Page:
House - After last week's hour-long Huddy love fest, House returned to what it does best: controversial medical cases, delusional clinic patients, and inter-employee groping. To those who feared that House's relationship with Cuddy would change the show's dynamic for the worse, I think this week's episode showed that you have nothing to worry about.
How I Met Your Mother - I can't remember the last time I loved an episode of this show as much as I did this week, but I think it might have been as far back as two seasons ago. HIMYM was back in great form this week with a Barney-centric episode in which he comes to terms with the fact that Bob Barker is not really his biological father. The highlight of the episode was Barney's unique contribution to the classic song "Stand By Me." You can see the hilarious extended scene here.
Hawaii Five-O - The gang chased bad guys, dangled some off the roof, and Alex O'Loughlin and Scott Caan fought like an old married couple. Seriously, this show is quality entertainment.
Chuck - This week's fabulous-as-usual episode featured guest appearances by the Hulk (Lou Ferrigno) and Isaiah Mustafa (also known as the "I'm on a horse" guy from the Old Spice commercials). More importantly, this week marked the return of Jeffster. (That's Jeff and Lester's band, in case you haven't seen their music video.)
The Event - Questions were answered ("Where did the plane go?"), and others were raised ("Aliens? Really?") in the second episode of this new serialized drama which resembles the lovechild of FlashForward and V.
Glee - We were promised Britney, and we got Britney. Unfortunately, it was more of a music video homage to Miss Spears than a Britney-themed episode of Glee. Don't get me wrong, they went all out recreating Britney's greatest moments, but if I wanted to see that, I'd just YouTube Britney's videos. Hopefully in future artist-themed episodes, the songs will be better incorporated into the plot (as they were in the Madonna episode) rather than just splattered randomly throughout the episode. Best moment of the episode? That would have to be a three-way tie between Artie's rendition of "Stronger," John Stamos telling Will, "You gotta get ridiculous, bro," and Sue Sylvester announcing, "It's a Britney Spears sex riot!"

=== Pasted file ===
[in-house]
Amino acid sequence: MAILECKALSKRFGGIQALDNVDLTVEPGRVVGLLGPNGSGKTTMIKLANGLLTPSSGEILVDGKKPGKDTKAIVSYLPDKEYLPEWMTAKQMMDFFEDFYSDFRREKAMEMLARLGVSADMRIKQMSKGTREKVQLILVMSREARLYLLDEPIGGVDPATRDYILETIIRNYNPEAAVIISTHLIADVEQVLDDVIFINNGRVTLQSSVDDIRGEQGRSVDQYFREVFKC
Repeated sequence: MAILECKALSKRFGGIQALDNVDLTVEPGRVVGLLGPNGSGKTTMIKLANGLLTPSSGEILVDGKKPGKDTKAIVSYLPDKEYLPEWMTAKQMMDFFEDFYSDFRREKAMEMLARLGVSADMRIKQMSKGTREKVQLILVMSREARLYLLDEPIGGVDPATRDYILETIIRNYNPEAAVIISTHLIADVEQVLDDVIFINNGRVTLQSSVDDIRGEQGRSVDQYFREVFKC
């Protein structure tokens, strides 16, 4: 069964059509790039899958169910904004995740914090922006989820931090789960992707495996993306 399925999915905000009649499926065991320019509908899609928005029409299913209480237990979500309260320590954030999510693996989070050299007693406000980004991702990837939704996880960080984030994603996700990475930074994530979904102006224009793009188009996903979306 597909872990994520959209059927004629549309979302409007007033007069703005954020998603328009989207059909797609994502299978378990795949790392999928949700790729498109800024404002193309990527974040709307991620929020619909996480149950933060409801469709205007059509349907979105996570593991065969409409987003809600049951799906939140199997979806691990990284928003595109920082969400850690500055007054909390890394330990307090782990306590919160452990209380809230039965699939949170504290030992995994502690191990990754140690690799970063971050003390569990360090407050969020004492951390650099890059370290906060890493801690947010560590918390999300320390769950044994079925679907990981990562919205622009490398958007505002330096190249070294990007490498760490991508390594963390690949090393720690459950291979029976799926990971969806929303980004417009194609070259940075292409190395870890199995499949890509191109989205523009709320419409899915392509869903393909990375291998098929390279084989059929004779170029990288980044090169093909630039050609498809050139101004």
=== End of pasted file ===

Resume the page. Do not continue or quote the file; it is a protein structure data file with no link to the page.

Raising Hope - This new Fox comedy is shaping up to be one of the best new shows of the season. The proportion of wit to sincerity is perfect, and the show is genuinely well-written, rather than relying on crude humor and sight gags, as some shows do... Ahem...
Running Wilde - Disappointing. I don't see this show sticking around for long. I want it to be better than it is.
The Good Wife - I get chills just thinking about the season two premiere of this fantastic show. The first episode had the difficult task of wrapping up the cliff-hanger from the season one finale, establishing where everyone stands (for instance, Cary is alienating coworkers while helping Glenn Childs make Alicia's life even harder), and introducing two new characters: Michael Ealy as Derrick Bond, the new partner at the firm, and Scott Porter as the new in-house private investigator. The episode somehow managed to accomplish all of this without feeling cluttered or disjointed. That, plus the realization that Eli Gold's (Alan Cumming) most threatening opponent yet might be Peter's mother makes me think that season two is going to have little trouble living up to the high expectations set by season one.
Better With You - I'm finding this ABC comedy surprisingly funny. It has almost the same kind of dynamic and sense of humor as How I Met Your Mother, but more focused on familial relationships rather than friendships and dating.